In 2002, the American Diabetes Association first described a condition they called prediabetes. In prediabetes, as in diabetes, the body’s ability to maintain proper blood sugar levels is impaired. However, this impairment is not as great as it is in diabetes. For that reason, a diagnosis of prediabetes offers people an opportunity to halt the process before it becomes full-blown diabetes.

Prediabetes also offers opportunities for research into how to halt this process. A study published in The Journals of Gerontology presents important evidence about the role of physical activity in preventing diabetes. Researchers examined the relationship between activity level (determined by number of steps taken each day) and blood sugar level in a group of overweight prediabetics between the ages of 60 and 85.

Just a few days of physical inactivity, defined as fewer than 1,000 steps per day, led to a significant decrease in muscle mass and strength. “Use it or lose it” applies to everyone, but especially to seniors, who can lose strength and muscle mass even after a short period of inactivity.

What is truly surprising, however, was that after just two weeks of inactivity, study participants developed symptoms of clinical diabetes. And a return to a higher level of activity did not reverse this change.

The researchers noted that clinicians should be watchful for situations in which older, overweight prediabetics are expected to be off their feet for an extended period of time, which could happen after surgery, a fall, or a number of other reasons. These people need their blood sugar managed in order to prevent diabetes. Management might include dietary changes, alternative forms of physical exercise, and perhaps even medication.

The implications of this study are significant: 23 million people in the United States have been diagnosed with diabetes, but more than 84 million have prediabetes. Preventing them from developing full-blown diabetes would be a significant public health success.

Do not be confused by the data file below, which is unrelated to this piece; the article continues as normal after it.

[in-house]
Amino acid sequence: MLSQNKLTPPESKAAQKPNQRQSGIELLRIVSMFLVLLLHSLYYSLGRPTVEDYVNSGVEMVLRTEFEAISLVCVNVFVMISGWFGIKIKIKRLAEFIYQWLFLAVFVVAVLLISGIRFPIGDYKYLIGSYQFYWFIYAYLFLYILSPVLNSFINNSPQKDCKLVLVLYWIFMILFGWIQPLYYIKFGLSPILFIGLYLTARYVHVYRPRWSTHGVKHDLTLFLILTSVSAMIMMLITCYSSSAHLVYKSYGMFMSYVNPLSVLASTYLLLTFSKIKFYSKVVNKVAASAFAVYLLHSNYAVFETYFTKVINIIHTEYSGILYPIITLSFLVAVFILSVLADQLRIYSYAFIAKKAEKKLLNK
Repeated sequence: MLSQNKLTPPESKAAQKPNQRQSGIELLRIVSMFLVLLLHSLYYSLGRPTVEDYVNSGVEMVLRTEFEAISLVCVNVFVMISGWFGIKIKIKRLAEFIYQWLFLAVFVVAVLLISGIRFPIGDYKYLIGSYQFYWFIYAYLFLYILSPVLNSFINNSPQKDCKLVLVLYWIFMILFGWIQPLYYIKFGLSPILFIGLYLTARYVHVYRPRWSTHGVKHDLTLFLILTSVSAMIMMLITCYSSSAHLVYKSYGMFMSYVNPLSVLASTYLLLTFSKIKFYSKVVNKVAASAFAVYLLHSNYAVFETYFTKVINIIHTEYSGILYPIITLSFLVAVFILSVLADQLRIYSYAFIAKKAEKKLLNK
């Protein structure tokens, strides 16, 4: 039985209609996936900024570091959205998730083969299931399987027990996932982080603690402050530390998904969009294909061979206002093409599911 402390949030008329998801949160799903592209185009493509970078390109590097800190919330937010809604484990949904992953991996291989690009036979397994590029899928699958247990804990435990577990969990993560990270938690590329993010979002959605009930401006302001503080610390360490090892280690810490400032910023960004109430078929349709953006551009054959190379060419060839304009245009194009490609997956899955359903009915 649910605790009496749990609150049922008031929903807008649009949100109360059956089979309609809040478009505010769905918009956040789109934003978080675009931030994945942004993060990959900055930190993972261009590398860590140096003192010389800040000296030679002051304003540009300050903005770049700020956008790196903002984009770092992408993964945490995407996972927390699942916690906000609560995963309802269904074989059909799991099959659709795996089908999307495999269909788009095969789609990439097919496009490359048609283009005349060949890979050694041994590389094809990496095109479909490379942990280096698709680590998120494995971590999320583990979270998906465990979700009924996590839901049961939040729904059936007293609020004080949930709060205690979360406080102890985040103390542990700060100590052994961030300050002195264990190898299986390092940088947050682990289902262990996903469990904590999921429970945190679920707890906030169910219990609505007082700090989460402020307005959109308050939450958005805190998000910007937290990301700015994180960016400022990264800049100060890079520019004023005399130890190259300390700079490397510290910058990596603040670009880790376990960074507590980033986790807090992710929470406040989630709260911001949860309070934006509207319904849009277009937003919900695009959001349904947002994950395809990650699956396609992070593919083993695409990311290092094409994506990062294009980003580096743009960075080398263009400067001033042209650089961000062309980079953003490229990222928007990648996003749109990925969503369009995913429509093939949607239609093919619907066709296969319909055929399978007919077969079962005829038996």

Beacon of LIFE, in Oceanport, NJ, is a government-approved PACE program that allows frail seniors — those who are certified as meeting the need for nursing home level of care— the ability to live healthy lives in their own homes.

We encourage physical activity among this frail group, offering yoga, chair exercise — and even line dancing — bolstering their physical, emotional, and cognitive health.

Beacon of LIFE maintains an interdisciplinary team of professionals who give each client the coordinated care they need. Our staff specialize in working with older people, and work with each client and their family to develop the most effective plan of care.

We provide a variety of services, including primary care, hospital care, medical specialty services, prescription drugs, nursing home care, emergency services, home care, physical therapy, occupational therapy, adult day care, recreational therapy, meals, dentistry, nutritional counseling, social services, laboratory / X-ray services, social work counseling, and transportation.

Our care and services allow people who would otherwise need to live in a nursing home to live where they want — in their own communities, in their own homes.

 

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